Abandoned Theme Parks become more and more prevalent as time goes on. Most parks, Disney and Universal aside, lack the investment to maintain rides and compete with the big guys to pull crowds. The result is usually a dystopian setting, where once children laughed and played, is now overrun with ivy and rust. Here are dystopian abandoned amusement parks across the globe.
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Lake Shawnee Amusement Park is an abandoned park located in Princeton, West Virginia. It first opened in 1926, and closed in 1988. Lake Shawnee is perhaps rife with urban legends and local lore. Content Warning this history centers around the death of Native Americans in the 1700s.
Forsaken Fotos from , Maryland, CC BY 2.0 <https://creativecommons.org/licenses/by/2.0>, via Wikimedia Commons
In 1926, Lake Shawnee opened its doors and offered visitors a ferris wheel, swimming pool, race track, dance hall and a swing ride. Coal mining was a big industry in the area, and families of miners enjoyed bringing their children here. But the park had a hard time maintaining momentum.In 1967 the park closed. I’ve found conflicting reports as to why. One source says the park did not pass a health inspection, another says that two children were killed on a ride. In 1987 it reopened for less than a year before closing again due to increased insurance rates.
After it closed its doors, the owner tried to find other uses for the land. And brought on a crew to create a roadway for motorsports. The crew uncovered Native American artifacts and eventually unearthed 13 Native American skeletons which predated colonization. Though the story goes back even further. In 1783 Native Americans killed three of the 13 Clay children, children of colonizers settling in the area, and in order to seek revenge, the father and several local men killed multiple Indigenous people who they suspected to have been involved. This was well documented and is now known as the Clover Bottom Massacre. You can piece together the legends of “cursed land,” that followed this property for years to come, only solidified further with the discovery of skeletons on the land. Lake Shawnee has been featured on many Paranormal investigation shows, and is well documented by visitors. The park is “visit by appointment only” and sometimes opens for paranormal tours.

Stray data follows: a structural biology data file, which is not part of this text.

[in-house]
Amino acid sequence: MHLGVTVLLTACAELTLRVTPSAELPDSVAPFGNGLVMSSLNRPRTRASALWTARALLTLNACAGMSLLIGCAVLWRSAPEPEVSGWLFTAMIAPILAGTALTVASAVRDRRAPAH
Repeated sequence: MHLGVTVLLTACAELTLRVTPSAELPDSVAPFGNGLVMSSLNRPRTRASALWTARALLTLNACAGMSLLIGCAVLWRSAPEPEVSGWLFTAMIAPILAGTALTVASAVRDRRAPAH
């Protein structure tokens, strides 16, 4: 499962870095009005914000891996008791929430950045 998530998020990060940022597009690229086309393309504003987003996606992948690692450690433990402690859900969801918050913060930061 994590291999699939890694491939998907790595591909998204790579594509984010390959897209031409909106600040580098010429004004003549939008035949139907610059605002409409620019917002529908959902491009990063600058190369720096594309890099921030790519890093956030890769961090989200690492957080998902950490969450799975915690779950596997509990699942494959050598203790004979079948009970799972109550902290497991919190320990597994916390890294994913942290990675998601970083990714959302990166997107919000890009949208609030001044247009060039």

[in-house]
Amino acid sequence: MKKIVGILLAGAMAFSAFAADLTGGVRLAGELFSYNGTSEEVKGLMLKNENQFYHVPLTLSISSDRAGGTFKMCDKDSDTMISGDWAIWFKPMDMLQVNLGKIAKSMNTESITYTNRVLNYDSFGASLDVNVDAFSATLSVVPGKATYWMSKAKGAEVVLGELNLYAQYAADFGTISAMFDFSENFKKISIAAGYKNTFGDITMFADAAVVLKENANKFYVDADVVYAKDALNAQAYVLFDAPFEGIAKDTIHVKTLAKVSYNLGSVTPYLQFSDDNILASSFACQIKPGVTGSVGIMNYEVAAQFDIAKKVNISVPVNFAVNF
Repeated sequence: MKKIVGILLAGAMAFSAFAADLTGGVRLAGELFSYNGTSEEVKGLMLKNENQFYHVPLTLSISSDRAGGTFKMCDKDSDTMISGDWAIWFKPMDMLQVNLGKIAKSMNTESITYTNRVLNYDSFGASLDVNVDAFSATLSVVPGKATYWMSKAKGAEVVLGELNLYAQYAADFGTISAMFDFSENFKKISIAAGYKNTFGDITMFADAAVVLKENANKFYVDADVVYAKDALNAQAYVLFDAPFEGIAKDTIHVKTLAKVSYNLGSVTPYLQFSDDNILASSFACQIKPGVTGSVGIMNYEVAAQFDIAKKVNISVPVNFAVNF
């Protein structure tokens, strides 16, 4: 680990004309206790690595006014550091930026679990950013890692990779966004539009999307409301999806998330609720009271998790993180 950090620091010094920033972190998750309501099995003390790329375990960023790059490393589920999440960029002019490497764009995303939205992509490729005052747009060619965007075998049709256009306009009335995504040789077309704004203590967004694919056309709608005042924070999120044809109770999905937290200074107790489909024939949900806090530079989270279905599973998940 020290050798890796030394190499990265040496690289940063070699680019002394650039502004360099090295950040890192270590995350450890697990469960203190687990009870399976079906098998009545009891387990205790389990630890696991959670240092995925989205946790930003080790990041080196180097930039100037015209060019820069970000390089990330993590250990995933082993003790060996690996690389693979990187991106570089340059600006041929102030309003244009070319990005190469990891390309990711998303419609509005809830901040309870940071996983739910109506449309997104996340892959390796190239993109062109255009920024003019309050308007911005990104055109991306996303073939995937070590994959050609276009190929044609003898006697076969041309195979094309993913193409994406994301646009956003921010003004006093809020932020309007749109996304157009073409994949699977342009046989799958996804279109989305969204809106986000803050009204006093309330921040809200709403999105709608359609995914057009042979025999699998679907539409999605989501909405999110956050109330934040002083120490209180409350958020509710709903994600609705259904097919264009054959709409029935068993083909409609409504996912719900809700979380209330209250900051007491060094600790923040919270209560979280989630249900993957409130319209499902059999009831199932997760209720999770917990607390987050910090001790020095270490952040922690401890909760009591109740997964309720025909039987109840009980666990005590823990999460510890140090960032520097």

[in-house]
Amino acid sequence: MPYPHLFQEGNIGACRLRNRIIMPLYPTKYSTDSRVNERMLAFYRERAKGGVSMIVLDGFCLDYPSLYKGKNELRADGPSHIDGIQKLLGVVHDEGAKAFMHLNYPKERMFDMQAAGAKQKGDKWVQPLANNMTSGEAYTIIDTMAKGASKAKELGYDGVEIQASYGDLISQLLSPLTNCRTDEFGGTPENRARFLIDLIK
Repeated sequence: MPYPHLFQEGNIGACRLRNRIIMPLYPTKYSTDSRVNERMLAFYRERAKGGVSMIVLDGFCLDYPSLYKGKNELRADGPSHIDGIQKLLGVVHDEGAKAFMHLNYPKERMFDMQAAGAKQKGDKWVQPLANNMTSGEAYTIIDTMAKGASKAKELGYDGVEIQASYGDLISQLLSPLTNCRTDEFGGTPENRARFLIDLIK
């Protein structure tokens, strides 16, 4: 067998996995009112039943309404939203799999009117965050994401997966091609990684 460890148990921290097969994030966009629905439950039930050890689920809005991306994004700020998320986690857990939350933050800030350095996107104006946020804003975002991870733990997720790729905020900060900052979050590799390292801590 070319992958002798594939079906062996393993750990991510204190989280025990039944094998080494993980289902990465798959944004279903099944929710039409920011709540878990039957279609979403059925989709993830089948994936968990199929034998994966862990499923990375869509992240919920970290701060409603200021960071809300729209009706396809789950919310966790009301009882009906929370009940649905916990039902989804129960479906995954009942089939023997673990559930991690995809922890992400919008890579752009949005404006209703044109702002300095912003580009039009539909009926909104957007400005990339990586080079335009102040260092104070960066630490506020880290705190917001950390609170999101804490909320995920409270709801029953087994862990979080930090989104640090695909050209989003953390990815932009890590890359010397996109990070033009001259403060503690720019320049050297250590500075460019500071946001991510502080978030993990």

Pripyat Amusement Park
Pripyat Amusement Park in Ukraine was a sparkling new park in 1986. Unfortunately, no one ever rode a ride because the Chernobyl disaster happened less than a week before opening day.
Paweł "pbm" Szubert / Wikipedia, licencja: CC-BY-SA-3.0
There was a rumor that the owners tried to open the park as a distraction but an evacuation order put an end to that. You can still take tours to this day, but due to the radiation levels, it is not encouraged.
The park was constructed in 1961 and modeled after the original Disneyland in California. There are even copied rides and sections from the original Disney. It was a huge success and at its peak hosted two million visitors per year. The man behind Nara Dreamland was directly influenced by Disney world and struck a deal with the company, but at a point grew frustrated with the licensing fee that Disney was collecting.
Photo by Ivan Lucas via WikiCommons
So after a point, Nara Dreamland shifted to making its own rides and mascots. In 1983 Disneyland Tokyo opened in Japan, it completely stole all of the attention from Nara Dreamland. A supermarket chain purchased the park in 1993, but without any major improvements it remained on the decline. Especially after Universal opened a park nearby in 2001. It closed its doors in 2006. It’s claimed that disembodied laughter of children can still be heard at the abandoned theme park.
Six Flags New Orleans
Six Flags New Orleans was first called Jazzland when it opened in 2000. Three years later, after an infusion of money from Six Flags, the park reopened in 2003 with the Six Flags name. After Katrina hit in 2005, the park closed and never reopened. Several rides were removed and taken to other parks.
gonzo_vision, CC BY-SA 2.0 <https://creativecommons.org/licenses/by-sa/2.0>, via Wikimedia Commons
Since its closure, the space has been used as a filming location. Notably for Percy Jackson: Sea of Monsters, Jurassic World, Dawn of The Planet of The Apes, and Deepwater Horizon.
The now defunct park first started as the playground at a church in 1950, specifically designed for the children of pilgrims visiting the nearby Basilica. Over the next 30 years it morphed into an amusement park with full blown rides, offering entertainment for visiting tourists. At its peak it welcomed about one million visitors a year.
Clemmeke1990, CC BY-SA 3.0 <https://creativecommons.org/licenses/by-sa/3.0>, via Wikimedia Commons
It also held the record for “Europe’s Longest Monkey Bridge” for a period of time. The rides did not get the maintenance they needed to stay safe, sadly, and in 2000 a boy lost his arm on the Nautic Jet Ride, which caused the park to close for renovations. Though it never did. Finally in 2017, it was demolished.